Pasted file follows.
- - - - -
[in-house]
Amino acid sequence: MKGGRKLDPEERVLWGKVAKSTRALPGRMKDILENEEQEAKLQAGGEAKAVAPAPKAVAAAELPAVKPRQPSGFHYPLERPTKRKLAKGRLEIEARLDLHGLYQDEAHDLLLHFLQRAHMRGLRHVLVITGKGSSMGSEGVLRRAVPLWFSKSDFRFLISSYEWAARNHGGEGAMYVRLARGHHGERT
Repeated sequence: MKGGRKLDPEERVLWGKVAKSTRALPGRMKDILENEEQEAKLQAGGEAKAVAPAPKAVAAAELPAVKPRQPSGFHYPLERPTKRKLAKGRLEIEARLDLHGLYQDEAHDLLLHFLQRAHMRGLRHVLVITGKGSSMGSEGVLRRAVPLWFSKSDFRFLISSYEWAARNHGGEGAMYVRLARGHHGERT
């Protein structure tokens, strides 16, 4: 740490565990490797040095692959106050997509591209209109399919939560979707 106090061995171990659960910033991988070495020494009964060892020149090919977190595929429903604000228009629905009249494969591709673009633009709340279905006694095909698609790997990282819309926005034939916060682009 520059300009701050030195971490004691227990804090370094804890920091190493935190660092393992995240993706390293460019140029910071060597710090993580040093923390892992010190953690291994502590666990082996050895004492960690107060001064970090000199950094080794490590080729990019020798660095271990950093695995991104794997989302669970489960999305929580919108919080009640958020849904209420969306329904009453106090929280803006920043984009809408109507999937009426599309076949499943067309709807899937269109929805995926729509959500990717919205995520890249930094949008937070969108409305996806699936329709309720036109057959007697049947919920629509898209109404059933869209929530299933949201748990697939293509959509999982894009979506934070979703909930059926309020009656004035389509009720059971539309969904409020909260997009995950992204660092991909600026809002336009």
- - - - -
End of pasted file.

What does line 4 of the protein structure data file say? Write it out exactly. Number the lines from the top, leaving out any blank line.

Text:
């Protein structure tokens, strides 16, 4: 740490565990490797040095692959106050997509591209209109399919939560979707 106090061995171990659960910033991988070495020494009964060892020149090919977190595929429903604000228009629905009249494969591709673009633009709340279905006694095909698609790997990282819309926005034939916060682009 520059300009701050030195971490004691227990804090370094804890920091190493935190660092393992995240993706390293460019140029910071060597710090993580040093923390892992010190953690291994502590666990082996050895004492960690107060001064970090000199950094080794490590080729990019020798660095271990950093695995991104794997989302669970489960999305929580919108919080009640958020849904209420969306329904009453106090929280803006920043984009809408109507999937009426599309076949499943067309709807899937269109929805995926729509959500990717919205995520890249930094949008937070969108409305996806699936329709309720036109057959007697049947919920629509898209109404059933869209929530299933949201748990697939293509959509999982894009979506934070979703909930059926309020009656004035389509009720059971539309969904409020909260997009995950992204660092991909600026809002336009």